Desire – or, more precisely, knowledge – seems to be very important. A separate part of the survey asked the women whether they should give a child with diarrhea more, less, or the same amount of fluids. On the graph right/wrong indicates giving the right answer (more fluids) or a wrong one. Women with this health knowledge were much more likely to report using soap, suggesting that understanding disease is part of the problem. I found a similar picture looking at general literacy, rather than this question in particular. Moreover, in rural India, income looks more important among the women who got the question right. This is consistent with an interaction between affordability and knowledge: not being able to afford soap only matters if you want it.

I started out talking about desire, and ended up talking about knowledge. Was that a fair switch? Implicitly, I was suggesting that whether or not you would want soap has a lot to do with whether you know that it could keep you or your children from getting sick. But, as Timothy Burke found in fieldwork in Zimbabwe and as the shareholders of Bath and Body Works have long known, people buy soap for many reasons (luxury, fun, social pressure, habit) that have little to do with hygiene.

One unfortunate puzzle is that members of India’s lowest-ranked castes and “scheduled tribes” – two socially excluded groups – are less likely to wash their hands with soap and to get the diarrhea question right. This is true even after statistically adjusting for differences in wealth, education, village remoteness, and household demographics. These groups are regularly and regrettably described as “backwards” even by sympathetic analysts, reflecting the perception from the cities that these folks just do not know what is good for them. (Recall the Tamil Nadu nutrition project I wrote about last week.)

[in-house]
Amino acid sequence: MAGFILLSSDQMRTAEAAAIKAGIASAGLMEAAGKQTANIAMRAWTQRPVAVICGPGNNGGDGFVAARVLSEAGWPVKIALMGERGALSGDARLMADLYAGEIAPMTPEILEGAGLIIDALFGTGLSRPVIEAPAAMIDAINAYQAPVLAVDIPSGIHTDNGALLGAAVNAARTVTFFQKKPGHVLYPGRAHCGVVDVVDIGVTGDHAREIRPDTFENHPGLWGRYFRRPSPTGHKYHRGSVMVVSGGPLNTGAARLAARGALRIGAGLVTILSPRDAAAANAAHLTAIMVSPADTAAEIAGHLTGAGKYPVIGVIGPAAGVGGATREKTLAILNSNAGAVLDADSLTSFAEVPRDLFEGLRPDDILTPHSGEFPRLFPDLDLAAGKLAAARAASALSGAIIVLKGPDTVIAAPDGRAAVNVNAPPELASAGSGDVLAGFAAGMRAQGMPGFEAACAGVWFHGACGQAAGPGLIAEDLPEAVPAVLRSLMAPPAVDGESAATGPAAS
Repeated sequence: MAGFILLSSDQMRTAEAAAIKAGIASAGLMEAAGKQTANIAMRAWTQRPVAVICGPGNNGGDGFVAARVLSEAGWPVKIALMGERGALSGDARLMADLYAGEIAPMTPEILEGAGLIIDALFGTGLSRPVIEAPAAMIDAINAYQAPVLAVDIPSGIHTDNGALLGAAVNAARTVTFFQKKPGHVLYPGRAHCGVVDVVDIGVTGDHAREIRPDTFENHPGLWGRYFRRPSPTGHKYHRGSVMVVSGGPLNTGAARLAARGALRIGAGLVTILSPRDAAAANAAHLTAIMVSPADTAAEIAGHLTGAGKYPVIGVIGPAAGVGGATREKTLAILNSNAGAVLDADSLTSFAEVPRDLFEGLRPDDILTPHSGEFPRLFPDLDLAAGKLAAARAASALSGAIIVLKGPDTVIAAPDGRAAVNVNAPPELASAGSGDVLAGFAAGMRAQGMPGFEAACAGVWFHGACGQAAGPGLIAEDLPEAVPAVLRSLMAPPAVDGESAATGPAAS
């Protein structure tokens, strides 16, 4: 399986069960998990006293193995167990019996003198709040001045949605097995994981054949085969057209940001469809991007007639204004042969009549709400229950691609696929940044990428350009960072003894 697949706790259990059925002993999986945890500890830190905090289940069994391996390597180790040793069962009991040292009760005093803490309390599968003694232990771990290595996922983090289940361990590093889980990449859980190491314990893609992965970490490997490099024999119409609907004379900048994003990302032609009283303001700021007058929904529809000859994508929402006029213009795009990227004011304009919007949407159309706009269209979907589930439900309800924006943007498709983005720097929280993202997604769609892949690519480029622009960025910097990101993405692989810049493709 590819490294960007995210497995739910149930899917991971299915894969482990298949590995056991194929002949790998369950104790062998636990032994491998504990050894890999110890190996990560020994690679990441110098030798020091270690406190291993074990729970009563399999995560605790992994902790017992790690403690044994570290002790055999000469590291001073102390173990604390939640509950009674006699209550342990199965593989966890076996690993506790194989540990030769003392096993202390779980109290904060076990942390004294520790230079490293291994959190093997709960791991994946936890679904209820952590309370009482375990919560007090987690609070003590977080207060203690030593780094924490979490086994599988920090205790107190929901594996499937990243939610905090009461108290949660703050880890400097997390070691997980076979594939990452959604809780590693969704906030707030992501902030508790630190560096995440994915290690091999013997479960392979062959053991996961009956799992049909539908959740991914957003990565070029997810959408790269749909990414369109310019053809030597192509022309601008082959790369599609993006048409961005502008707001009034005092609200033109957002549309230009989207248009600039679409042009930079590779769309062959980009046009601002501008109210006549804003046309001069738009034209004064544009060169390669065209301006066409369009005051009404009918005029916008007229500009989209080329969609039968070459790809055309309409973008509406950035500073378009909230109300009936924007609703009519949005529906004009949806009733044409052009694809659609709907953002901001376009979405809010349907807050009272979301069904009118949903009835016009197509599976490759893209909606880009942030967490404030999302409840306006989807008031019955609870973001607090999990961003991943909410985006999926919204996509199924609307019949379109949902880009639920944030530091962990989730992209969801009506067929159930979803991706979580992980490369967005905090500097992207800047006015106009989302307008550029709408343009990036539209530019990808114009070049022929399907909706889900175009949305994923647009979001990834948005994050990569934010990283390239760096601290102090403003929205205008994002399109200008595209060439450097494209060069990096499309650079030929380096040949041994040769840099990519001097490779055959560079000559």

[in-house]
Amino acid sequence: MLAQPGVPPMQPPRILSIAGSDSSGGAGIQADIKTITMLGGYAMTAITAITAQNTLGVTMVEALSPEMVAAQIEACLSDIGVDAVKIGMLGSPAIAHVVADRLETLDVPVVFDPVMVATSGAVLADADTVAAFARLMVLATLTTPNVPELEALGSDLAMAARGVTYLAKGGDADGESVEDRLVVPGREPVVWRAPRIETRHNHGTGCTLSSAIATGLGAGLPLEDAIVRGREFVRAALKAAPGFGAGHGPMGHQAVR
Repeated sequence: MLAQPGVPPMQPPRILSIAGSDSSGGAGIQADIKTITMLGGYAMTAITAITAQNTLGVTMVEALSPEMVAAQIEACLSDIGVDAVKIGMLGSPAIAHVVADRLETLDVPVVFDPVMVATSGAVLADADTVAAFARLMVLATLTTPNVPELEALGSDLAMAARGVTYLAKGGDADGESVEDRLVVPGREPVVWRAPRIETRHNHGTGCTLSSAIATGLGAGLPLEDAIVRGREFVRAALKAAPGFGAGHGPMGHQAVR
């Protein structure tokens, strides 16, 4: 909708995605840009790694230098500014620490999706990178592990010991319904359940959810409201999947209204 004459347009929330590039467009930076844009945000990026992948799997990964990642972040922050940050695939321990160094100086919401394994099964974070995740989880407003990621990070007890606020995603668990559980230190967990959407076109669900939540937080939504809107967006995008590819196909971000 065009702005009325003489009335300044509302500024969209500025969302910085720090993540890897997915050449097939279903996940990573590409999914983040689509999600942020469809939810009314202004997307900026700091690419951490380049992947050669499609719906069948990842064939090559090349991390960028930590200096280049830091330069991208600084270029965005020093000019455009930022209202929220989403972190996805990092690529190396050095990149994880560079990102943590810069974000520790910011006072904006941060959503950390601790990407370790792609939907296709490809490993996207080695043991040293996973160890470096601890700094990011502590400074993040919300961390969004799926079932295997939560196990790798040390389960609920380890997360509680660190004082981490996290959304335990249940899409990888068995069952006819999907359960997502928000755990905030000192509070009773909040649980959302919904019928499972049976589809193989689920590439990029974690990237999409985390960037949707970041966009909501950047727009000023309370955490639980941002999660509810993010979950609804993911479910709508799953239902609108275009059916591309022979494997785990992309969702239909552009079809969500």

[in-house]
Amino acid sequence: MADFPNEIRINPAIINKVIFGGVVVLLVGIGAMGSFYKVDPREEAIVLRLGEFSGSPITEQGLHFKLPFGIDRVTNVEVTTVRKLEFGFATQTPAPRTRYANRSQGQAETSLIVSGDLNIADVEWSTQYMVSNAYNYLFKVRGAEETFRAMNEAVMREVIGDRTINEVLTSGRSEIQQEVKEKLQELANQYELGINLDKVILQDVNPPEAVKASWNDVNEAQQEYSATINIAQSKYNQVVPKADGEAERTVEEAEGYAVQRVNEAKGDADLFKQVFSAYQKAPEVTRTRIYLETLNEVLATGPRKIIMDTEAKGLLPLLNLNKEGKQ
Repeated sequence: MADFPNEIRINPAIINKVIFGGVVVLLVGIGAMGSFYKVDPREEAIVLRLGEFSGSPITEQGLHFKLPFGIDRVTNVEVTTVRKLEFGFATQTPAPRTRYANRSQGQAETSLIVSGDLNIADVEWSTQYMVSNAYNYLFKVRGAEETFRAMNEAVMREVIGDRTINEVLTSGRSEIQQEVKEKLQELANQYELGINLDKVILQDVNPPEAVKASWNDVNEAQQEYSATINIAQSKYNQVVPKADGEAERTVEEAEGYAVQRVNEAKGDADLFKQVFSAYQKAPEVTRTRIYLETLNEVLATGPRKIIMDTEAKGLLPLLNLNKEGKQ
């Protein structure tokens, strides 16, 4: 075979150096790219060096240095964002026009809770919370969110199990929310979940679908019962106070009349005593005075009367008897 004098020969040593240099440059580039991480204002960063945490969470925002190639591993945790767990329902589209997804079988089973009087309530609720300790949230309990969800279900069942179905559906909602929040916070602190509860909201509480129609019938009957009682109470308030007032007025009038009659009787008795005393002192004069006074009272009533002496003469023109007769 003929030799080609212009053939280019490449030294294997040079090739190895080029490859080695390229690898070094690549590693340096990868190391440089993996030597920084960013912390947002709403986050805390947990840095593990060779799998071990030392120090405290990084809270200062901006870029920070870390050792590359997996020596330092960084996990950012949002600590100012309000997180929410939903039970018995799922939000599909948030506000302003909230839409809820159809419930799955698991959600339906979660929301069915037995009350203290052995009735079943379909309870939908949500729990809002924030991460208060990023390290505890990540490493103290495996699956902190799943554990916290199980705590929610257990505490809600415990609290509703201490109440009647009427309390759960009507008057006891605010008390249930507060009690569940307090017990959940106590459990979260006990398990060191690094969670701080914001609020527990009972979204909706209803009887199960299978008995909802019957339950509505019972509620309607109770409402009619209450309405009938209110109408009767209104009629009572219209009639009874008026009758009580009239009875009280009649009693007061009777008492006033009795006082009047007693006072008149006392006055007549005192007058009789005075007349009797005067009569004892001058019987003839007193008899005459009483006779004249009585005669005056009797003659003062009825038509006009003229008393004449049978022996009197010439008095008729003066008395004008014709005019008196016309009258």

With such a rich data base, one of my next steps will be to try to understand exactly where this difference comes from. Maybe it is just a difference in knowledge and preferences. It could be, for example, that these groups do not actually get the chance to learn from ostensibly similar opportunities: for example, maybe the doctor hurries low ranking young mothers out the door, rather than taking the time to explain germs. Or, it could be that even though there are stores in their village, they are socially pressured not to come shop.

So, perhaps health knowledge is an important part of the problem. Yet, even if it is, that does not mean that putting public service posters about germs and soap at every corner is going to do any good. Where do health beliefs come from? From school? From friends? Passed down from mother to daughter? Rural women who listen to the radio more are more likely to use soap, but it is hard to pin down why. It remains an open question exactly why soap use by the rural poorest is so low. It would be interesting to calculate whether buying soap is cheaper, on average, than replacing the nutrients children lose due to diarrhea – I suspect it is.

However, returning to my own bad health behavior, and the bathroom signs reminding us that some Americans do not wash their hands even when the soap is free, it could be more complicated. Orwell, reflecting on the squalor of depression-era England, suggested that poverty encourages fatalism. Elsewhere, I (and others) have argued that being poor depletes the sort of mental resources that help us control our behavior. Being poor might make it harder for anybody to be mindful of the non-obvious ways that little things like washing our hands add up to big things like children’s heights.